Blaise DeAngelo runs OWSLA day-to-day as the label’s General Manager. In this exclusive interview, he discusses how to get signed to a record label.
OWSLA was started in 2011 by Sonny “Skrillex” Moore, Blood Company‘s Tim Smith, Biz 3 Founder Kathryn Frazier, and Biz 3’s Clayton Blaha. Here’s out chit-chat, where we discuss the ins-and-outs of running a fast-expanding indie label, plus some tips for artists on how to get signed to a record label.
Digital Music News: Can you give an overview of your day-to-day as OWSLA’s GM?
Blaise DeAngelo: I do all the wonderful things that being GM at an indie label entails, pretty much everything. We have a super small team over here, there’s five full time employees. About a year ago we started hiring more people.
For my day-to-day, marketing is the heaviest. Obviously A&R stuff, event stuff, sync licensing stuff, operational stuff — but mostly marketing and A&R. I’m here at the office at the NEST in LA most of the days. I’ll sometimes be out with Sonny at his shows. But for the most part I’m just sort of keeping the ball moving, overseeing all the different things that we do.
DMN: There’s a similar vibe across the label’s roster, but there’s also some pretty big differences between artists. How do you know when an artist is right for the label?
DeAngelo: A lot of labels have a signature sound, and that’s really cool. I respect that a lot, the consistency and the brands that a lot of labels build around a specific type of sound. Like Dim Mak with the electro stuff, or Defected Records with the house music stuff, or whatever it is.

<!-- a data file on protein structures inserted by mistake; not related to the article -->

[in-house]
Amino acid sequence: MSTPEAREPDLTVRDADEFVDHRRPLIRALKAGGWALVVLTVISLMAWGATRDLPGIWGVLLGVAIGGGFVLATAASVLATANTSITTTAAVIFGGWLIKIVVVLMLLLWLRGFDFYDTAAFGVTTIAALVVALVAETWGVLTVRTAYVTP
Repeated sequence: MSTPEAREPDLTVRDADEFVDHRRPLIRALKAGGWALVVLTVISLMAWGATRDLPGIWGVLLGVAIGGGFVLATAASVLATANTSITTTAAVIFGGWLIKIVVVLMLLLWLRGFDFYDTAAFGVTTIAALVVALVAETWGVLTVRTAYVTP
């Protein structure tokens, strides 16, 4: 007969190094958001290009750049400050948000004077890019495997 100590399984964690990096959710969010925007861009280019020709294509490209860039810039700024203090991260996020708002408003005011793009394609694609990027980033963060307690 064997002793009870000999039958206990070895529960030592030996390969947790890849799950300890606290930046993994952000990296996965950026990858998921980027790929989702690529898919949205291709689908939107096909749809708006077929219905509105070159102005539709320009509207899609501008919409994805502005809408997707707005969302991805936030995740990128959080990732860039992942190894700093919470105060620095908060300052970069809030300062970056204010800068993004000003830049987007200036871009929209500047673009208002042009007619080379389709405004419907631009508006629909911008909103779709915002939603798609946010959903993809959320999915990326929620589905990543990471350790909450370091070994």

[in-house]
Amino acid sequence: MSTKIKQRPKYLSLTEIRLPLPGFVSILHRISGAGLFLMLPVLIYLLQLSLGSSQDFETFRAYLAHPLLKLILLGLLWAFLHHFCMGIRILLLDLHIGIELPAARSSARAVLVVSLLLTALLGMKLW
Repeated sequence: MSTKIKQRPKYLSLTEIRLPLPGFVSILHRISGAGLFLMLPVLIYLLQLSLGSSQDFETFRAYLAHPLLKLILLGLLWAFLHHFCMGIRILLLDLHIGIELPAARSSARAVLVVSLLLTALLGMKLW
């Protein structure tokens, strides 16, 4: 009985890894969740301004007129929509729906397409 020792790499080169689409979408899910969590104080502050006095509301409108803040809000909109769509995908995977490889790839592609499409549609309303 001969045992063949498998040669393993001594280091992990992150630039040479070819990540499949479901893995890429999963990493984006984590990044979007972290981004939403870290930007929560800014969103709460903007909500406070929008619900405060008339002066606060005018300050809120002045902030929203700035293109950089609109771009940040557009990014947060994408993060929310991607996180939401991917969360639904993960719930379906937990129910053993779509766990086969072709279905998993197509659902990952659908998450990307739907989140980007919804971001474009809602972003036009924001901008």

OWSLA’s not really like that. People ask: “What’s OWSLA’s sound?” We don’t have a sound.
The unifying thread that brings all of our artists together, and I think the main thing we look for when we’re evaluating new signings, is if that person is really pushing the envelope. We look for people who are doing their own thing and building a scene around themselves.
Whatever it is, whether it’s DJ Sliink who’s pioneering Jersey club kind of stuff, or whether it’s What So Not who’s pioneering that offbeat sounding future bass kind of stuff. The one thing that sort of unifies them all is that they’re all pushing the envelope. They’re all forward-thinking, they’re all trying to do something new, and they’re all trying to do it their own way and are building a crowd around them.
DeAngelo: Yeah, sometimes. I think that vision manifests itself in a bunch of different ways. The two examples you just named are really good ones. With Phuture Doom that vision is trans-media intellectual property. They’ve got a comic book in the works, they have mini feature films in the works, all that. That is the vision for that project.
Hundred Waters, they’re doing live performances. They just finished throwing their second annual Arcosanti festival.
DMN: I was there, it was awesome.
DeAngelo: You were there! Amazing!
So that’s their vision, and I think everyone’s vision manifests itself a little differently. It’s not necessarily a criteria that their vision has to extend beyond music, some people’s vision is just making a certain type of sound. But like I said, they all have some sort of vision. They’re doing their own thing and being pioneers. That’s really the best way to look at it.
DeAngelo: Yeah, obviously you’ve followed his career as a music journalist, and you saw how he sort of came up. He was doing his own thing, and it was very polarizing at first, a lot of people loved it, a lot of people didn’t like it. The one thing that nobody could argue was that he was doing his own thing, he was in his own lane.